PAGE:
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Consider the induced matrix p-norm. My question is:

Can these norms be induced by inner product?

It sufficed to check that if it satisfies the parallelogram law. But I don't find an immediate way to either find a counterexample or prove that it is true. I generated some examples using MATLAB. It seems that the answer should be no. Any idea?

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Norbert's answer in a nutshell: Consider $A_1 = \begin{bmatrix} 1 & 0 \cr 0 & 0\end{bmatrix}$ and $A_2 = \begin{bmatrix} 0 & 0 \cr 0 & 1\end{bmatrix}$. – Martin Mar 1 '13 at 10:03
@Martin: the induced $1,2,\infty$ norms are easy to check with your example. How about the general indued $p$ norms? – Jack Mar 1 '13 at 14:40
This works for all the operator norms induced by the $p$-norms: just check that $\lVert A_1 \pm A_2\rVert_p = 1$ and $\lVert A_i \rVert_p = 1$. The main point in Norbert's answer is writing these matrices in a different way. In theorem 3 it is assumed that $\mathcal{B}(X)$ is equipped with the operator norm, by the way. You can always equip $\mathcal{B}(\mathbb{R}^n)$ with the Hilbert-Schmidt norm which is an inner-product norm, but not an induced operator norm. – Martin Mar 1 '13 at 14:47
@Martin: Ah, I see. Thank you! – Jack Mar 1 '13 at 15:08
up vote 2 down vote accepted

Theorem 1. Let $X$ be a normed space. For a given $z\in X$ and $f\in X^*$ define operator $$ z\bigcirc f:X\to X:x\mapsto f(x) z $$ Then we have the following equalities $$(\lambda_1z_1+\lambda_2z_2)\bigcirc f=\lambda_1(z_1\bigcirc f)+\lambda_2(z_2\bigcirc f)$$ $$z\bigcirc (\mu_1 f_1+\mu_2 f_2)=\mu_1(z\bigcirc f_1)+\mu_2(z\bigcirc f_2)\tag{1}$$ $$\Vert z\bigcirc f\Vert=\Vert z\Vert\Vert f\Vert$$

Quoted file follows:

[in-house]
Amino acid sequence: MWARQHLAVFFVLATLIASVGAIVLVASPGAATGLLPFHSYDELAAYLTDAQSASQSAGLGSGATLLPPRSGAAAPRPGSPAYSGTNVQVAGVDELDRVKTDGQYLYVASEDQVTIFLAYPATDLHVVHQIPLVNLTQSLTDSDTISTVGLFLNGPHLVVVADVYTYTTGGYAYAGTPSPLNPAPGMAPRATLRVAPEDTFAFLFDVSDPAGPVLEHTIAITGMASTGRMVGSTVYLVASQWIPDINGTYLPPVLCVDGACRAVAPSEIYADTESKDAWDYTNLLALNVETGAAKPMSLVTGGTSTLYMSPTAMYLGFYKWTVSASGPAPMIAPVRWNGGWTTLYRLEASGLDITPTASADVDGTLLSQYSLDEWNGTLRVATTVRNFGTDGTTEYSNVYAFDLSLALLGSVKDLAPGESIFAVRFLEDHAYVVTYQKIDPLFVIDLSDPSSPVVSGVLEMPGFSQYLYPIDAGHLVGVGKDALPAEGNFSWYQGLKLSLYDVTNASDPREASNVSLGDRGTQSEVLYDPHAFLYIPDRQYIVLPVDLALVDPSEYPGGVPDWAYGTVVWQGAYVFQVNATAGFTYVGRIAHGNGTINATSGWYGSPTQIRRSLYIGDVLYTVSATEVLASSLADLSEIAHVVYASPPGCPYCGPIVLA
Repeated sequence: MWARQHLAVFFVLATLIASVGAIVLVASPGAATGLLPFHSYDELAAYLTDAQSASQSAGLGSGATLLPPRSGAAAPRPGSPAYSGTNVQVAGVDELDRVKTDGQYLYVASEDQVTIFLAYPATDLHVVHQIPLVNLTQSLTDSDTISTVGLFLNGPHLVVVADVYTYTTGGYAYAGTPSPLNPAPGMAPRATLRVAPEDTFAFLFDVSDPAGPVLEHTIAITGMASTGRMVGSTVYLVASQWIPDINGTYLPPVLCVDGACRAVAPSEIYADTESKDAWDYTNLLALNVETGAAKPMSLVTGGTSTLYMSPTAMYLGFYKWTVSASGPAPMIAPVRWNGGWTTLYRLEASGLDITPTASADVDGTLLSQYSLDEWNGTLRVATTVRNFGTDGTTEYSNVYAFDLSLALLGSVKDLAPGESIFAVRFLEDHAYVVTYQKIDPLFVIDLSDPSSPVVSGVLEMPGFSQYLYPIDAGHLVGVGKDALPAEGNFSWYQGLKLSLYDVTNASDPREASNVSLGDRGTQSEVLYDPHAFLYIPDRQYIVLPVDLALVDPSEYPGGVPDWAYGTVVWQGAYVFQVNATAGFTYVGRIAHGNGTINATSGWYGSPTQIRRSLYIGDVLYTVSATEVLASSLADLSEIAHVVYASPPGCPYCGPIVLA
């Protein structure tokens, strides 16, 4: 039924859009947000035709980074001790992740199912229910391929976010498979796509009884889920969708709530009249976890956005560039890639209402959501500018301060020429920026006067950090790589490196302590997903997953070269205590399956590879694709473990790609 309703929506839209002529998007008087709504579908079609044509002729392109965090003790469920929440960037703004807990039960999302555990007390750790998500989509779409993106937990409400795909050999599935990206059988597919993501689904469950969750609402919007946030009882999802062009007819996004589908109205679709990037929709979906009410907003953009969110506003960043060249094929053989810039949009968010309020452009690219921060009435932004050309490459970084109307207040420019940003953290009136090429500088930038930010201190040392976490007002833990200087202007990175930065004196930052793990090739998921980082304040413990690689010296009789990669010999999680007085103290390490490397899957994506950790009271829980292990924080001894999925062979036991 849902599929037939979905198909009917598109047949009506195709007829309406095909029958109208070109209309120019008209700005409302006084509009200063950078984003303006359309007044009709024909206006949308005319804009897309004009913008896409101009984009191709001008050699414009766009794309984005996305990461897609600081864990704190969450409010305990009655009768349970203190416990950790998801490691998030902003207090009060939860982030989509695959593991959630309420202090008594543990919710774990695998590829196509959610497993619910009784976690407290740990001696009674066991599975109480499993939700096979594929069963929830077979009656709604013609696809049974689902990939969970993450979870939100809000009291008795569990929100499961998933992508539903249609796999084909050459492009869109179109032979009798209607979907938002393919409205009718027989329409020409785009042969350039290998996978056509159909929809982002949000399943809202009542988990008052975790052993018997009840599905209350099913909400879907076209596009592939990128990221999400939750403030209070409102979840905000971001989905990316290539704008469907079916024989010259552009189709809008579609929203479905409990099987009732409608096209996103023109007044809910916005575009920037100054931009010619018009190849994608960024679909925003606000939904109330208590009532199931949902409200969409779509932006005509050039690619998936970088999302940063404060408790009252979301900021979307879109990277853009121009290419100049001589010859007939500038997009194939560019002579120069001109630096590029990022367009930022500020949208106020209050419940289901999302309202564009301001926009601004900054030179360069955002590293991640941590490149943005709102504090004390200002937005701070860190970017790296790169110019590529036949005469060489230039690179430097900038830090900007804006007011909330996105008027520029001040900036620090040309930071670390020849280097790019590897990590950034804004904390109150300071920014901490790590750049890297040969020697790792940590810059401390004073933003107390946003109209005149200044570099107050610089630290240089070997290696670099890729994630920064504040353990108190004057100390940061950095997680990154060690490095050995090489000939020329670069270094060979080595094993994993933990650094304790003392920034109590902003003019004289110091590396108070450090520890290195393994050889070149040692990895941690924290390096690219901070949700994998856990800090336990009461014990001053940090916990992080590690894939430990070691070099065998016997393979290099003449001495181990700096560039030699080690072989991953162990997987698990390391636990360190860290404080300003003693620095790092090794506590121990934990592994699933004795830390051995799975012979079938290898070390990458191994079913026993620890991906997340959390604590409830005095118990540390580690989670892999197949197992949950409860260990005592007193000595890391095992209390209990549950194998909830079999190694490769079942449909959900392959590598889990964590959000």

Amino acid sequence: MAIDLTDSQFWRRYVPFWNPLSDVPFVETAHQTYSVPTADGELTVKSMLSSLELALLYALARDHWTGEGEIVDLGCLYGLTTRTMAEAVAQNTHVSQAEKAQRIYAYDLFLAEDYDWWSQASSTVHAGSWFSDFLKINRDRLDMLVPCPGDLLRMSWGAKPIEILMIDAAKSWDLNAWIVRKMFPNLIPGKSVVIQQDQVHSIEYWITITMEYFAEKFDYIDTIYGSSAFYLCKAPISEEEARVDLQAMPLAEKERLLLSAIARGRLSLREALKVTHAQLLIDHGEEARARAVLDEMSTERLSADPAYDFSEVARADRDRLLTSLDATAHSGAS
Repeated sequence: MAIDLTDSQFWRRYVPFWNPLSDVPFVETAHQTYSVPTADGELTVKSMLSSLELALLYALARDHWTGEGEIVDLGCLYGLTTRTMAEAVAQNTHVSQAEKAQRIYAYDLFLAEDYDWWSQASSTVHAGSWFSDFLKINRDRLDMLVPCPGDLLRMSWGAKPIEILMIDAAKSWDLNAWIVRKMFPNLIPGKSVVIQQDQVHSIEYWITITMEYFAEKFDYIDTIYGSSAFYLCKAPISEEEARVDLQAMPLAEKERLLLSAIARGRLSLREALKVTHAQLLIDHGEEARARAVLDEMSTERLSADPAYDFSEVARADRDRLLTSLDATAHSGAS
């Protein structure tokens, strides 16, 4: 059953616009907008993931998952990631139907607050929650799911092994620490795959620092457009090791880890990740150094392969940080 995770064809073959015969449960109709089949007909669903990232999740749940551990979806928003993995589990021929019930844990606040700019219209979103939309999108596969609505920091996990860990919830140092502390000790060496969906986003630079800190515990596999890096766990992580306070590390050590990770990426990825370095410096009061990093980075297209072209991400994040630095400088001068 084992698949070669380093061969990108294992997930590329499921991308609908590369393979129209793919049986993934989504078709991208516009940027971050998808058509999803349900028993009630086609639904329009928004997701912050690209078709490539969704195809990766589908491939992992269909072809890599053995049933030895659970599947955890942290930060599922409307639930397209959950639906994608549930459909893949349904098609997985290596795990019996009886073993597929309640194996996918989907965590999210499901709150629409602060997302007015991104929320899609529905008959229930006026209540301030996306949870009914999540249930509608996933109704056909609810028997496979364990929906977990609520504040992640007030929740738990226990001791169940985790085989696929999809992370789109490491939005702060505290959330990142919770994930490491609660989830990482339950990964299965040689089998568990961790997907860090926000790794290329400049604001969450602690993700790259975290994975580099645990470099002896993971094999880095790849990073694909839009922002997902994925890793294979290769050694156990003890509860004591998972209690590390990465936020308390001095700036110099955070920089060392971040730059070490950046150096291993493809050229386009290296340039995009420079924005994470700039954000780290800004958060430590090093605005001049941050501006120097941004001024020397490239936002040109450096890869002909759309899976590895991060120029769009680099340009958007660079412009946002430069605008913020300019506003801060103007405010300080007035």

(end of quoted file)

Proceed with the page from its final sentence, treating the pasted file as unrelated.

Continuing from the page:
Proof. Straightforward computation.

Theorem 2. Let $X$ be a normed space. Fix $f\in X^*$ with $\Vert f\Vert=1$, the map $$ i:X\to\mathcal{B}(X):x\mapsto x\bigcirc f $$ is an isometry.

Proof. Immediate consequence of theorem 1.

Theorem 3. If $X$ is a normed space with $\mathrm{dim}(X)>1$ then $\mathcal{B}(X)$ is not an inner product space.

Proof. If $\mathcal{B}(X)$ is an inner product space then does its every subspace. In particular $i(X)$ is a inner product space. Since $i$ is an isometry, then $X$ is an inner product space too. Now recall that we have isometric embedding $$ j:X\to X^*:x\mapsto(z\mapsto\langle z, x\rangle) $$ Since $\mathrm{dim}(X)>1$ we have two orthogonal vectors $e_1, e_2\in X$. It is not hard to check that for operators $A_1=e_1\bigcirc j(e_1)$, $A_2=e_2\bigcirc j(e_2)$ we have $$ \Vert A_1+A_2\Vert^2+\Vert A_1-A_2\Vert^2\neq 2\Vert A_1\Vert^2+2\Vert A_2\Vert^2 $$ so $\mathcal{B}(X)$ is not an inner product space. Contradiction.

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What's ${\mathcal B}(X)$? – Jack Mar 1 '13 at 13:10
$\mathcal{B}(X)$ is the space of all bounded linear opeartors on $X$. If $X$ is finite dimensional then $\mathcal{B}(X)$ is equal to the space of all linear operators on $X$. – Norbert Mar 1 '13 at 13:55
I'm a little bit confused with theorem 3. Let $X={\Bbb R^n}$. Then ${\mathcal B}(X)$ is all the n by n matrices. Can one identify ${\mathcal B}(X)$ as ${\Bbb R}^{n^2}$ which can be an inner product space? – Jack Mar 1 '13 at 14:26
We can identify them as linear spaces, but they ae not identical as normed spaces - their norms are different! – Norbert Mar 1 '13 at 14:50
I asssume that $\mathcal{B}(X)$ is equipped with operator norm, defined as $$\Vert T\Vert=\sup\{\Vert Tx\Vert_X:x\in X,\;\Vert x\Vert_X\leq 1\}$$ – Norbert Mar 1 '13 at 15:11

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